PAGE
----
Ooku postulates a terribly vicious Redface Pox that kills only men. The result is a country where women take over, although they take male names, and the men are rare properties to be sheltered and protected. The ruling shogun has her own harem, kept in the Inner Chambers. The book tackles three main types of story: 1) the political machinations determining who will rule and what they will do; 2) the life of the men in the Ooku, with plots among them as they struggle for their own rankings; and 3) later in the series, the struggle to investigate and fight the illness.

That last plotline, which takes center stage in this book with important discoveries (another reason this volume has an air of finality), centers on Gennai, a talented investigator and creative thinker who travels the country disguised as a man so he can better find out more about how to treat this malady. His work contributes to the formation of a vaccination program, leading to the first real hope the country has had in fighting the pox.

I haven’t discussed the art, because anyone who knows the work of Fumi Yoshinaga knows how skilled she is. Her characters are beautifully delineated, with an elegance that comes through regardless of the many and varied emotions they demonstrate. Her storytelling, winding together all these various threads, from large-scale country-wide events to individual passions, is masterful.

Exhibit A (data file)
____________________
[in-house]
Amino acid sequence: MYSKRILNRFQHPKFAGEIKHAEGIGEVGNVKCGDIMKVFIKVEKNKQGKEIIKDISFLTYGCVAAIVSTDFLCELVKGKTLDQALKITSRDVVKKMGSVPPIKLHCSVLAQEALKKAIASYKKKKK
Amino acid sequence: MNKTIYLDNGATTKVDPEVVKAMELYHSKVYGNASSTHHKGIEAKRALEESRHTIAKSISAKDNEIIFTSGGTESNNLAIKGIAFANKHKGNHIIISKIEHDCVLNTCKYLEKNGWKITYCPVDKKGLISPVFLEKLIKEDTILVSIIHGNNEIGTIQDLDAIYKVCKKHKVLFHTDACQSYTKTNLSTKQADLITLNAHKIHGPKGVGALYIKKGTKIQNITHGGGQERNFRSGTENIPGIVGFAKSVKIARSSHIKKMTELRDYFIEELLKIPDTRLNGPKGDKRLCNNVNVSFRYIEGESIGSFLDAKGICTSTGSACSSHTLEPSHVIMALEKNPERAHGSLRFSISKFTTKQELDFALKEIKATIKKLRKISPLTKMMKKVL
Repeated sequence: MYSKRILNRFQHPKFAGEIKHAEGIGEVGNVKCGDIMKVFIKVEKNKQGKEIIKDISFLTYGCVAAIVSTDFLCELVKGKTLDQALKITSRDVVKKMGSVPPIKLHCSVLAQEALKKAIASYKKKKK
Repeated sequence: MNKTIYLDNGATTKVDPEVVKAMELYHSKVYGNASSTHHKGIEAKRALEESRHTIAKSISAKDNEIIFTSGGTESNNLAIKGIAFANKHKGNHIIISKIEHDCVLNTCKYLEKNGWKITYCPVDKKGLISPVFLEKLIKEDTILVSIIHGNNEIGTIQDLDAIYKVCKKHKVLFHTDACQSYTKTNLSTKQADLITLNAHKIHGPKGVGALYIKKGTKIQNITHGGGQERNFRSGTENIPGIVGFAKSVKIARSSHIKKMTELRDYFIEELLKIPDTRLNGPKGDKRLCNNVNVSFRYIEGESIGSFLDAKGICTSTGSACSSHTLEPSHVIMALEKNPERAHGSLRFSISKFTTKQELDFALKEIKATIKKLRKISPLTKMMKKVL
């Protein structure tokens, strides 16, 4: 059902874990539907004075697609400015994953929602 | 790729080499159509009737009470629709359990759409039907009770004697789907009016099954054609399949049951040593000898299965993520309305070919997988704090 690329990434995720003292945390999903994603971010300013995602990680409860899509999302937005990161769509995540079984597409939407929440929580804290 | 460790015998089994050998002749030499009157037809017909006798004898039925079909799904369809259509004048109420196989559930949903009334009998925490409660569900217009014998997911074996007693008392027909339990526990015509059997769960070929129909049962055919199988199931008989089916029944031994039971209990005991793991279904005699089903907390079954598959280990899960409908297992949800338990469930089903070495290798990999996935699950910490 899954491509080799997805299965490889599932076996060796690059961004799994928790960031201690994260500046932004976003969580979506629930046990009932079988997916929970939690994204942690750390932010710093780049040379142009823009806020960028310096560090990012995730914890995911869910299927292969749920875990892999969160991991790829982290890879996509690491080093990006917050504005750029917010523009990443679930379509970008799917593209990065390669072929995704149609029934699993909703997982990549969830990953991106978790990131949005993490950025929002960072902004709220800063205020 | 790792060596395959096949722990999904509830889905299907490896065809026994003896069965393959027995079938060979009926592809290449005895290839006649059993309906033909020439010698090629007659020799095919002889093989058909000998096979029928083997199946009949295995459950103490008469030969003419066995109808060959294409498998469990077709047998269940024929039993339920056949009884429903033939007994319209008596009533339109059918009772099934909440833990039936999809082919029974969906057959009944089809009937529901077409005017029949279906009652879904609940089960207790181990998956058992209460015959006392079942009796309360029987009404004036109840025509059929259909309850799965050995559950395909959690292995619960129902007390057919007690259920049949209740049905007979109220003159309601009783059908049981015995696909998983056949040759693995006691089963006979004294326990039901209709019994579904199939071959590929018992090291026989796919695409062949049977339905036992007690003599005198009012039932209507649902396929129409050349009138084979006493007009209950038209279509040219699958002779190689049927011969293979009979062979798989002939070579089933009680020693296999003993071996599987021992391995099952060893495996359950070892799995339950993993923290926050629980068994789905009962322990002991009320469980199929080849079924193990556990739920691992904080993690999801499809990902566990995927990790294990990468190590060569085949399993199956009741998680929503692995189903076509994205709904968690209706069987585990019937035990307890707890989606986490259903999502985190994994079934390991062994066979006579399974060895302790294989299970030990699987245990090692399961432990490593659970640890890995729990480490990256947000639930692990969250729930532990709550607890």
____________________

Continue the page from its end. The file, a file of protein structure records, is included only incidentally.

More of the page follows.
Others have complained about the tone used for the translation, with the language given an aura of age with “thou”s and formal phrasing. I like it. It gives the reader a reminder of the historical nature of the events that fits with the formal costumes and imperial nature of the setting. It also suits the Shakespearean feel of some of the plots, as when family members love the same woman, leading to frustration from social rules, lovers kept apart, and eventually suicide.

Jealousy also drives a key event for Gennai, set upon and attacked a way that ruins the rest of his life. No one in these stories is ever truly happy. Restrictions and demands prevent most couples from staying together, and political plots lead to poisonings. Yet the country continues. Ooku: The Inner Chambers is an amazing series like nothing else out there, strongest in its insights into the universality of love and desire. I’m very glad to have read it.

Cleopatra in Space: Target Practice

Cleopatra in Space started as a webcomic, but when it was picked up for print publication, author Mike Maihack created a new story that explains the title heroine’s origin.